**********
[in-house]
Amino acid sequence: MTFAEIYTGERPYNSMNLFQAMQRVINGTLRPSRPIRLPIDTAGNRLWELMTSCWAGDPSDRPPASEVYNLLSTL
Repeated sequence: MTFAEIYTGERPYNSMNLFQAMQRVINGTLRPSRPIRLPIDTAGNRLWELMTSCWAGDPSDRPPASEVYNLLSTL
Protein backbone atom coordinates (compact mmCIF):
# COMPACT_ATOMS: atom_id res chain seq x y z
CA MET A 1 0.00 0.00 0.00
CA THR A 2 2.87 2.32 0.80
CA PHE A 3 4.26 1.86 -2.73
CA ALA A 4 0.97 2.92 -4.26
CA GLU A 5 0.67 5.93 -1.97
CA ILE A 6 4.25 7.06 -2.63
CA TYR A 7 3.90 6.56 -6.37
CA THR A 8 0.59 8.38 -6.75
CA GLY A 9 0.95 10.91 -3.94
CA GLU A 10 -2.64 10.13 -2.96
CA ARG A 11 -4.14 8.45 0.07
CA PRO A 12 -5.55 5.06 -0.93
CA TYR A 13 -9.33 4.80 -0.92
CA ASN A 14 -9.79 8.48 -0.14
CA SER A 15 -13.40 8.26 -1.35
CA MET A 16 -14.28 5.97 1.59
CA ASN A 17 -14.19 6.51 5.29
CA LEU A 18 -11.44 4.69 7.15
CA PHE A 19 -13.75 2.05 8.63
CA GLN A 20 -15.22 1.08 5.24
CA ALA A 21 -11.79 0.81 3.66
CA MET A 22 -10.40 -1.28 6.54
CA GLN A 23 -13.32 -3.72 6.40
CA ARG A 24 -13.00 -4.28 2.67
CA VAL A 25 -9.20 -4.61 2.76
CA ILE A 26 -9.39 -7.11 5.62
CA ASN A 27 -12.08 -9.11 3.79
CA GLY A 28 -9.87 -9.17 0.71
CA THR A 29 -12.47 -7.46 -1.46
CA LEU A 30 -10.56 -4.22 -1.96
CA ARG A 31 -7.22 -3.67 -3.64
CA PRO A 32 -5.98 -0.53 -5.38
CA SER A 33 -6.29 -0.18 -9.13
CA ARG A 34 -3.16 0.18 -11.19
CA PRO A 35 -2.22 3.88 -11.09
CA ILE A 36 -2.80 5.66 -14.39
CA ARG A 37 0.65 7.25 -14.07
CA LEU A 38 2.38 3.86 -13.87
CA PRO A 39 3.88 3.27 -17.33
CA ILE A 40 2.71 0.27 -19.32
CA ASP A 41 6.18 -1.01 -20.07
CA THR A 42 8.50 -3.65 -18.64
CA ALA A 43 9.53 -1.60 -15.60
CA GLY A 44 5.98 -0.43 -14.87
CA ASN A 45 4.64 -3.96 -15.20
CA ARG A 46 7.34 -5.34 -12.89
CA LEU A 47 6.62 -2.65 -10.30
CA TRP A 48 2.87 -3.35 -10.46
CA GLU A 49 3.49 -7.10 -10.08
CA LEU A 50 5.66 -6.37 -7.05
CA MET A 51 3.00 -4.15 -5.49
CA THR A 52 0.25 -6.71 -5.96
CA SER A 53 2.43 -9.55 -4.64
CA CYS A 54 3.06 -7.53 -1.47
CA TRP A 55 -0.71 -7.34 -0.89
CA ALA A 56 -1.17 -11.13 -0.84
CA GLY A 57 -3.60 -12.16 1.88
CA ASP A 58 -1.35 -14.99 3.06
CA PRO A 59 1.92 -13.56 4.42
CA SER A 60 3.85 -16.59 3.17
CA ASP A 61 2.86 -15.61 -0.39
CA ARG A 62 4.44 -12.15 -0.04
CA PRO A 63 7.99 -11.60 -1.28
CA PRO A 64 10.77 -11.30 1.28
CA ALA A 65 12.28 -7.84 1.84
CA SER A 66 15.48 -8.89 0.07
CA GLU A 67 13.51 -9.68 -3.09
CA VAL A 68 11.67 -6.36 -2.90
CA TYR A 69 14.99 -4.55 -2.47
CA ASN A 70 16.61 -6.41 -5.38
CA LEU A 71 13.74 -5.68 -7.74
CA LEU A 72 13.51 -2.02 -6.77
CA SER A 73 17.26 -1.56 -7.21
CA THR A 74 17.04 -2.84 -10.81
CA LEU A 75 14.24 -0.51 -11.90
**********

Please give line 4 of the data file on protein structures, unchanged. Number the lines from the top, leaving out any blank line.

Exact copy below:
Protein backbone atom coordinates (compact mmCIF):